What is communism? Definition and examples
Communism: This article explains communism in a practical way. The article contains the meaning and definition of communism, the difference between socialism and communism and the reasons why communist societies have developed and still develop. You will also read about the criticism on this system and examples of real life scenarios. Enjoy reading!
What is communism?
Communism is a socio-economic, philosophical, political and social ideology with the aim of establishing a communist society. A communist society is a society structured on the ideas of common ownership of means of production. That means that the state owns all means of production and resources in the absence of social classes and private wealth.
In other words, communism is a system in which private property does not exist or is severely restricted. It is therefore not or hardly possible to make a profit in an economic system such as that used in the Western world.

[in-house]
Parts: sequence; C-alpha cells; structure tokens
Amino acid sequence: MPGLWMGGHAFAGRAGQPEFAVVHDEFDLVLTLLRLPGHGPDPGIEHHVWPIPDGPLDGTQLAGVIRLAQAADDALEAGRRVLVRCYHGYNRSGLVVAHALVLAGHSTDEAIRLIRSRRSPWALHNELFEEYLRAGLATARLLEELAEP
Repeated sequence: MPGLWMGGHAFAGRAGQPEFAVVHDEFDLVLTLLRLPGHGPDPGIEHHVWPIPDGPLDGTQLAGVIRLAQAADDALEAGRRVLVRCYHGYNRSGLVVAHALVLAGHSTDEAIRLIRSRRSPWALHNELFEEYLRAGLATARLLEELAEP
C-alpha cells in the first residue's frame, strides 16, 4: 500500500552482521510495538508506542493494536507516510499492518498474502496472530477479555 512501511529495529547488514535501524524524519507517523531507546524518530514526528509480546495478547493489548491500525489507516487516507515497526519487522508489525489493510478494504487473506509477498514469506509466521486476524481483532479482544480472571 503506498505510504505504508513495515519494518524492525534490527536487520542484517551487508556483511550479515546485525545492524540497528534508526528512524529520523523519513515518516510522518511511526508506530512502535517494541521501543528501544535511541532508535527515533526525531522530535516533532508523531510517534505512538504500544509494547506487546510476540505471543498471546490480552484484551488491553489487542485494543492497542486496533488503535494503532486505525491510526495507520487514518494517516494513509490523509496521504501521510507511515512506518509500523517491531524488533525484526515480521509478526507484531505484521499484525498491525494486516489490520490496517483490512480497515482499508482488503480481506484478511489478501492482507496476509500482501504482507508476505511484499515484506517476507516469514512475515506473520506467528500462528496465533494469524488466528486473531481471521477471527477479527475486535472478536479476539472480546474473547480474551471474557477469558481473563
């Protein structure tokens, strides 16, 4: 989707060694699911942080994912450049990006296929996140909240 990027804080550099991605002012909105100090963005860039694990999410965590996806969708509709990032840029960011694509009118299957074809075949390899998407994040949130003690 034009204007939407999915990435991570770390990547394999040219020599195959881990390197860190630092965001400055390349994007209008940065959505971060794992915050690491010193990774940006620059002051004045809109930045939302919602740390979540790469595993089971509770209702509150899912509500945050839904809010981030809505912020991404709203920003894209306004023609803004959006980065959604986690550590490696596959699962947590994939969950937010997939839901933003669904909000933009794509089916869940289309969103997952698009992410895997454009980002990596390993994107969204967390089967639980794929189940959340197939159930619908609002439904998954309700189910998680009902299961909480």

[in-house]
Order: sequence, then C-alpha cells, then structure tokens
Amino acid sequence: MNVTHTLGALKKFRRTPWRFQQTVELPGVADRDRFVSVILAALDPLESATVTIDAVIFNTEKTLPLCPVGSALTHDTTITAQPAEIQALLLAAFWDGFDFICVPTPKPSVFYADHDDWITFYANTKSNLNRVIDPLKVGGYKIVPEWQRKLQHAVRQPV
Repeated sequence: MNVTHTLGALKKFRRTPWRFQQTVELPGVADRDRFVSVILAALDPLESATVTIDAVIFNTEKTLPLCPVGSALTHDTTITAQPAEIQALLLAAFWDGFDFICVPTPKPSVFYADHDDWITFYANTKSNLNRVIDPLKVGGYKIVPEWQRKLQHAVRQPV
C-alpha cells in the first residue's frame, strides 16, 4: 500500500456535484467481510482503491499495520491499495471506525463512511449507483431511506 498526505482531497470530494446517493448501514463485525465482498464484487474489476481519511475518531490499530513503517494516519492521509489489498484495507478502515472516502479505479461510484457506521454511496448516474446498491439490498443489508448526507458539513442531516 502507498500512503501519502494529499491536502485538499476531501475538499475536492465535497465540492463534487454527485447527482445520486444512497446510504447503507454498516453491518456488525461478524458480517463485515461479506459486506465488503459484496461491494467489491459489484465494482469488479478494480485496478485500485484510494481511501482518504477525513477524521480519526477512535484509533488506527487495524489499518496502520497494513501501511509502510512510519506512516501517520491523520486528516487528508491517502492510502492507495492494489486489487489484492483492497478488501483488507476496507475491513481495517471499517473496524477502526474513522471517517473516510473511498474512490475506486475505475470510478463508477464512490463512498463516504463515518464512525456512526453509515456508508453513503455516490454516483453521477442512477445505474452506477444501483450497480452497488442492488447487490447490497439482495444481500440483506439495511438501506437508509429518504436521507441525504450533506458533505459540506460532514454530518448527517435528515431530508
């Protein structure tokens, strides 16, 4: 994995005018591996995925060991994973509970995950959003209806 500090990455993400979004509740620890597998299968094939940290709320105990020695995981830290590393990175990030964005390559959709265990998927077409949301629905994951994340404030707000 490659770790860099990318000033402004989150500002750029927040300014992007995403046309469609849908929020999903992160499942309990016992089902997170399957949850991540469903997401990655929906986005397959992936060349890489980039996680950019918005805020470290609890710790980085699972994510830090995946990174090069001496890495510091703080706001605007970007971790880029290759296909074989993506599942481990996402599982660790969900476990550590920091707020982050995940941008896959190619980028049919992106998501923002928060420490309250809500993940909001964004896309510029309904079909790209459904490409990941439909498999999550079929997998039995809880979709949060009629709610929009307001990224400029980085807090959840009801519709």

Meaning of Communism
The word communism is derived from French and Latin. ‘Communis’ can be translated as ‘of or for the community’ and ‘ism’ is a suffix that indicates a state, condition, or action.
Communism can therefore be described as: the state of being of or for the community. This semantic constitution of the word has led to a multiplicity of uses and meanings.
Before being associated with political and economic organization, the word was used to denote various social situations. In a political and economic sense, the concept was popularized by Karl Marx in his vision: Marxism. In The Communist Manifesto, he proposed a certain type of communism. More on this later.
Socialism vs. Communism
Communism is thus a form of socialism. How the two differ from each other has long been a matter of debate. The distinction, for the most part, comprises proponents’ adherence to Karl Marx’s revolutionary vision.
Both are economic philosophies that advocate collective ownership rather than private ownership. This mainly concerns the means of production and distribution / exchange of goods.